Social media activist Oleksandra Al Zakhran, 26, has been cataloging the lives of her family and other Ukrainians as they try to survive under the constant bombardment of Russian military attacks.
Born in Kyiv and currently residing in Canada, Al Zakhran is a Ukrainian-Lebanese activist and business owner, who has been sharing stories and educating her 80,000 followers on Instagram about her homeland.
Below is an edited version of our conversation with her. You can follow her work here.
New York University: How have you been directly impacted by the war between Russia and Ukraine? How has that taken a toll on you?
Oleksandra Al Zakhran: I know how brave and strong my family is. I am the daughter of a courageous Ukrainian woman who taught me the love for our country and the importance of freedom since early childhood.
My childhood was in Ukraine. Most of my memories are in Kyiv. This is my country. These are my heroic people. And now Russian occupiers have invaded my land and are killing my people and bombing my country.
How do I feel? I feel like anyone who is in this situation – a situation that I wouldn’t wish on anyone.
NYU: If you could tell everybody around the world one thing that would get them to understand what’s happening in Ukraine better, what would you tell them?
OAZ: Ukraine is not a part of Russia. It never was and it will never be. Ukraine is a sovereign state with its own language, own history, own culture, own nation, own land.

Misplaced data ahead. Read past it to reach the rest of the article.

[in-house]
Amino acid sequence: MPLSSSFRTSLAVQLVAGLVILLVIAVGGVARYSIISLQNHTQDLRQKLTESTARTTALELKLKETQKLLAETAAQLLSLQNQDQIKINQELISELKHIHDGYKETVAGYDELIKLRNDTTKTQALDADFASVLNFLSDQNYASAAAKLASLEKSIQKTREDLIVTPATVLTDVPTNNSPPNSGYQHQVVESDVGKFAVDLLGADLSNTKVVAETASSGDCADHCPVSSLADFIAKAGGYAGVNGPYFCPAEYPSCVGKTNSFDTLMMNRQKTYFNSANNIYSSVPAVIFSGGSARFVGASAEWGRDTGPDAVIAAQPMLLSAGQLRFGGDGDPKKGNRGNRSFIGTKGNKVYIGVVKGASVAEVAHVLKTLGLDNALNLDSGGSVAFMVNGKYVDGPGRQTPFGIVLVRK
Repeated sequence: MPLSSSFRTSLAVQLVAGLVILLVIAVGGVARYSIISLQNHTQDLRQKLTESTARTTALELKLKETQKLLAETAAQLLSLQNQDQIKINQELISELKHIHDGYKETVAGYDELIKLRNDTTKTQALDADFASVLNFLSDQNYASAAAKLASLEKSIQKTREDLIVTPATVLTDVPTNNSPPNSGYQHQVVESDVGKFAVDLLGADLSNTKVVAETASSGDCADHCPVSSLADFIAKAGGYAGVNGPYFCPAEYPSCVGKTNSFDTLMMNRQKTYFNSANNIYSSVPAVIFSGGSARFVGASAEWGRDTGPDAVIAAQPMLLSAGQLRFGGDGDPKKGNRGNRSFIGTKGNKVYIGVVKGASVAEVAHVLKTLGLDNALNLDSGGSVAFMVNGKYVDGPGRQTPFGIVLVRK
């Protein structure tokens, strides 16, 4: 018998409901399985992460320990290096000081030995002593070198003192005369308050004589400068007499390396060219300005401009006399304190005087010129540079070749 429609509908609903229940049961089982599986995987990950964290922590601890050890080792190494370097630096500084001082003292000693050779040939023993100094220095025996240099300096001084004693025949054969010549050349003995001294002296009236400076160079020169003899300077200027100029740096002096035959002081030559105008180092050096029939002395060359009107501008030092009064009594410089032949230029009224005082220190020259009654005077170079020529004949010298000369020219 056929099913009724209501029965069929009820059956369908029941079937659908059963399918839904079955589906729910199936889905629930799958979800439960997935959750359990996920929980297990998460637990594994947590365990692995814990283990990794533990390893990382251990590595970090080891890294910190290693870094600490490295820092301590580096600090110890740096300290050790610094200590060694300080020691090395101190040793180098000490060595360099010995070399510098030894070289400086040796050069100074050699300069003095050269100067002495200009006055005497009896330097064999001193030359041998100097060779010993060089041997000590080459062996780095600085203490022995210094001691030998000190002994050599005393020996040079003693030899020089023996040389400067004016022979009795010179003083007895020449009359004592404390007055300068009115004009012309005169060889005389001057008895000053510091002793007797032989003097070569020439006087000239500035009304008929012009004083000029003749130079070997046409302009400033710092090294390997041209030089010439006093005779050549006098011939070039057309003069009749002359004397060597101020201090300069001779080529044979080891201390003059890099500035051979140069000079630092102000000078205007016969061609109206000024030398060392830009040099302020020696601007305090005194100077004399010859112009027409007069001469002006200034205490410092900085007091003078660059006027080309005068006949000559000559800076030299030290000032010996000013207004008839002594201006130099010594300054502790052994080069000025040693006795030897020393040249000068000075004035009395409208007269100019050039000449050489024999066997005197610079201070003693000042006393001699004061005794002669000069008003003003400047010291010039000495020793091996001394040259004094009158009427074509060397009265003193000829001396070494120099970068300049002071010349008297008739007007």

NYU: You have such a large following on Instagram, when did you start to notice your following begin to grow?
OAZ: My following started growing during my activism in the Lebanese Revolution. I was using my platform to campaign for social and political change in Lebanon. Now, I am using this platform to inform the world about what’s happening in Ukraine, to spot and warn people about Russian propaganda, to help people in Ukraine through different ways. I am currently organizing a few initiatives.
NYU: Do you feel like you have this responsibility to spread information on what’s going on in Ukraine?
OAZ: Yes, I owe it to my country, my people, and definitely to myself.
I owe it to all the heroes who have given their lives for my land. I owe it to every child who is living in shelters now in fear and are running for their lives. I owe it to every parent who lost their child and to every child who lost their parent. I owe it to the courageous Ukrainian nation.
The least I can do is share information and provide any assistance I can. I will not stop fighting for our freedom. I will not be silent.
Occupiers, go back home.
This is not your land and it will never be.